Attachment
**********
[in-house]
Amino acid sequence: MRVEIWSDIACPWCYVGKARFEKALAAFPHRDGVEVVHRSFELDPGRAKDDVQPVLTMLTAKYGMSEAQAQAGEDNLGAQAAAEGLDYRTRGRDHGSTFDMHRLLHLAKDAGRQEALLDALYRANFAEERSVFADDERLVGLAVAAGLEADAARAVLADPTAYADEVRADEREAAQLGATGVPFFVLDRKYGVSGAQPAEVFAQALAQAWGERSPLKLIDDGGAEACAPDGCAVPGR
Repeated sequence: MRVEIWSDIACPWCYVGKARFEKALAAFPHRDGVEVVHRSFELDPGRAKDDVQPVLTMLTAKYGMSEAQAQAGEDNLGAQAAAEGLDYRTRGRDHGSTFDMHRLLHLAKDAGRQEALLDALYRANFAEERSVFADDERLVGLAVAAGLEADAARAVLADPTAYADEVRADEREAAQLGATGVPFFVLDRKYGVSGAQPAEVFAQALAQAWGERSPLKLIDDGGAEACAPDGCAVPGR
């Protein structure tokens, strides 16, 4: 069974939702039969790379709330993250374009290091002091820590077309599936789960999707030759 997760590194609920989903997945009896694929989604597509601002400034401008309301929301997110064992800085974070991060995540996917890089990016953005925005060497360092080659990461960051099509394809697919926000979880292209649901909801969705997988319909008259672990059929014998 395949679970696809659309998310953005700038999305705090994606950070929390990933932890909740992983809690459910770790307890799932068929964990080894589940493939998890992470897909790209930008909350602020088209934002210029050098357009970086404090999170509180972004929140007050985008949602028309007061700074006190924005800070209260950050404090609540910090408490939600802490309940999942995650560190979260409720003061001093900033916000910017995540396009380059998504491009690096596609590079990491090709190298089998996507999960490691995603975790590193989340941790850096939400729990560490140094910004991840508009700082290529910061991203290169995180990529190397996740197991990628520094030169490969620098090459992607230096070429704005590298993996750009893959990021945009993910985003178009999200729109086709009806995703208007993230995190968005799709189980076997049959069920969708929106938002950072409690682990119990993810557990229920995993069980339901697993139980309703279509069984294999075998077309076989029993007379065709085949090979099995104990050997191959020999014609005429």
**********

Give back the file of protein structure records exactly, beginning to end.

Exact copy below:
[in-house]
Amino acid sequence: MRVEIWSDIACPWCYVGKARFEKALAAFPHRDGVEVVHRSFELDPGRAKDDVQPVLTMLTAKYGMSEAQAQAGEDNLGAQAAAEGLDYRTRGRDHGSTFDMHRLLHLAKDAGRQEALLDALYRANFAEERSVFADDERLVGLAVAAGLEADAARAVLADPTAYADEVRADEREAAQLGATGVPFFVLDRKYGVSGAQPAEVFAQALAQAWGERSPLKLIDDGGAEACAPDGCAVPGR
Repeated sequence: MRVEIWSDIACPWCYVGKARFEKALAAFPHRDGVEVVHRSFELDPGRAKDDVQPVLTMLTAKYGMSEAQAQAGEDNLGAQAAAEGLDYRTRGRDHGSTFDMHRLLHLAKDAGRQEALLDALYRANFAEERSVFADDERLVGLAVAAGLEADAARAVLADPTAYADEVRADEREAAQLGATGVPFFVLDRKYGVSGAQPAEVFAQALAQAWGERSPLKLIDDGGAEACAPDGCAVPGR
């Protein structure tokens, strides 16, 4: 069974939702039969790379709330993250374009290091002091820590077309599936789960999707030759 997760590194609920989903997945009896694929989604597509601002400034401008309301929301997110064992800085974070991060995540996917890089990016953005925005060497360092080659990461960051099509394809697919926000979880292209649901909801969705997988319909008259672990059929014998 395949679970696809659309998310953005700038999305705090994606950070929390990933932890909740992983809690459910770790307890799932068929964990080894589940493939998890992470897909790209930008909350602020088209934002210029050098357009970086404090999170509180972004929140007050985008949602028309007061700074006190924005800070209260950050404090609540910090408490939600802490309940999942995650560190979260409720003061001093900033916000910017995540396009380059998504491009690096596609590079990491090709190298089998996507999960490691995603975790590193989340941790850096939400729990560490140094910004991840508009700082290529910061991203290169995180990529190397996740197991990628520094030169490969620098090459992607230096070429704005590298993996750009893959990021945009993910985003178009999200729109086709009806995703208007993230995190968005799709189980076997049959069920969708929106938002950072409690682990119990993810557990229920995993069980339901697993139980309703279509069984294999075998077309076989029993007379065709085949090979099995104990050997191959020999014609005429």